After flying over Pluto and obtaining images of its surface with an unprecedented level of detail, the New Horizons probe continues its journey to the ends of the solar system with the aim of studying other transneptunian objects, often referred to as TNOs, for its acronym in English.
TNOs are considered the celestial bodies that orbit the Sun to more than 30 astronomical units (AU), the average distance that separates the Sun from Neptune and amounts to 4.5 billion kilometers. The objects that have been discovered so far in this region of the solar system have very different sizes. A few are similar to Pluto and exceed a thousand kilometers in diameter, such as the dwarf planets Eris, Makemake or Haumea, but the vast majority of the more than 2,500 TNOs that have been cataloged have diameters that range between a few tens of kilometers and several Hundreds
Distant worlds of ice and rock
Although the existence of thousands of celestial bodies this large in the confines of the solar system can be shocking, the truth is that the known TNOs represent a tiny fraction of all that could exist in this region. These objects form two “rings” around the Sun: the so-called “Kuiper belt”, which extends from 30 to 50 AU of our star, and the “scattered disk”, which covers the region between 30 to 100 UA. To give an idea of the number of TNOs that exist, it is estimated that only the Kuiper belt could house more than 100,000 objects with a diameter greater than 100 kilometers and millions of smaller bodies.
The TNOs are very different from the inner rocky planets, which have a dense metal core surrounded by a blanket of rock. The reason is that, having formed so far from our star, these objects are mainly composed of rock and frozen volatile substances, such as water, nitrogen, ammonia and a wide variety of organic compounds. The largest bodies in this region have a rocky core covered by a blanket of frozen material, but the smaller ones do not have a gravitational field intense enough for their interior to have differentiated and its structure is a more uniform mixture of ice and rock.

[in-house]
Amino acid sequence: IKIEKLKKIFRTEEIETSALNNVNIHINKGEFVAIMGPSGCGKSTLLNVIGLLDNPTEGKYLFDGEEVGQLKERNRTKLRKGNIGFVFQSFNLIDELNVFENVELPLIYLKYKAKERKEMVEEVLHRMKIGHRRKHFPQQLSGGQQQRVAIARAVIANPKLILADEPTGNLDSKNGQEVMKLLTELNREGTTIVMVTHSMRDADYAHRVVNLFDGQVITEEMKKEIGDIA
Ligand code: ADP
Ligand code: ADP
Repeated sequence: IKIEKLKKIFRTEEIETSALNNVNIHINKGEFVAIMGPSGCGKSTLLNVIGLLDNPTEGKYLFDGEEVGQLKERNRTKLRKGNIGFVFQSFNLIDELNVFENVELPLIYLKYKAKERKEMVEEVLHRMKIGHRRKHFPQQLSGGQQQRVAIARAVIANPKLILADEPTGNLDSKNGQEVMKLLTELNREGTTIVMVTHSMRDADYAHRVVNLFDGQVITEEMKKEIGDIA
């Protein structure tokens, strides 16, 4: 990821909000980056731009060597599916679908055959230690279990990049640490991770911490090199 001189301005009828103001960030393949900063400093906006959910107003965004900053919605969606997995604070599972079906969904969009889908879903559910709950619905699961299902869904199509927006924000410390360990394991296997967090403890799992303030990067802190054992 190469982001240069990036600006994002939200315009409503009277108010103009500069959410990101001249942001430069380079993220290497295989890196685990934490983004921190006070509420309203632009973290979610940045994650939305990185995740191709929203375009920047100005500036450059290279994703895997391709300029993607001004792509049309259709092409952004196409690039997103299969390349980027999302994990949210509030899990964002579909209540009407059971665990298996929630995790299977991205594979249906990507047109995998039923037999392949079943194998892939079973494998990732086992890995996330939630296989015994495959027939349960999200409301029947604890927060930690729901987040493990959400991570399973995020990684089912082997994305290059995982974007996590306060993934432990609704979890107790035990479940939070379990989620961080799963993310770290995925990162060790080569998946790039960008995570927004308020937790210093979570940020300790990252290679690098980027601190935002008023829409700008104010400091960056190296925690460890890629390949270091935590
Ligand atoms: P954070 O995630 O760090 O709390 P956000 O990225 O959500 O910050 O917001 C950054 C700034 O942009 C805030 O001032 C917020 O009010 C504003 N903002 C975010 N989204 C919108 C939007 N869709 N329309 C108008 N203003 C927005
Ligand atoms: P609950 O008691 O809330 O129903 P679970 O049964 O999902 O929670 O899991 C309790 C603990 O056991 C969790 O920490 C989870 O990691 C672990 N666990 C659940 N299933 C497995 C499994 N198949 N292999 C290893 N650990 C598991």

This high content of volatile compounds prevents the existence of TNO-like bodies in the inner solar system, where the heat of our star would vaporize them. In fact, comets exemplify very well what would be the fate of a TNO that would get too close to the Sun, since many comets are objects of the scattered disk that go into the inner solar system after their orbit is disturbed. As these masses of ice and rock approach our star, volatile substances on their surface heat up, vaporize and escape into space forming a characteristic “tail” of gas. In this way, comets lose mass until they disintegrate.
The future home of humanity?
Since TNOs can only exist in the cold confines of the solar system, at first glance it does not seem that these icy bodies are a good place to establish a human colony … But that impression could be wrong.
At the end of the day, these objects have large amounts of volatile frozen substances (such as water, nitrogen or different organic compounds) that are very useful both for life and for manufacturing fuel and it is believed that some dwarf planets in this region could even reach to house oceans of liquid water beneath its surface. In addition, digging an underground base in which to shelter from the inclemency of space would be a much simpler task on the frozen ground of one of these frozen objects than on a rocky planet. In fact, Kenneth I. Roy et al They concluded that it would be possible to “empty” these small celestial bodies, fill their inner space with gas and colonize their inner walls.
Of course, colonizing the Kuiper belt or the scattered disk at these scales would require amounts of energy at magnitudes that cannot be obtained in the dark outside of the solar system. This problem could be solved temporarily by transporting nuclear fission generators from the inner solar system, but, over time, the development of devices that produce energy through the fusion Nuclear power of hydrogen, a very abundant element in this region of space, should provide more than enough energy to these hypothetical colonies to convert the millions of frozen objects from the confines of the solar system into relatively cozy homes … Or, better yet, in the bases that will allow us to make the leap to the stars.
DON’T KEEP IT UP:
- Pluto was not classified as a “dwarf planet” on a whim. After the discovery of other objects with orbits, compositions and sizes similar to those of Pluto in the confines of the solar system, everything indicated that it was another class of celestial bodies that shared common characteristics.
- Steve Vance et al. “Hydrothermal systems in small ocean planets”, Astrobiolgy. Volume 7, number 6 (2007).
- Lists of trans-Neptunian objects, Wikipedia:
- Kenneth I. Roy et al. “Shell Worlds”, Journal of the British Interplanetary Society, volume 62, number 1 (January 2009).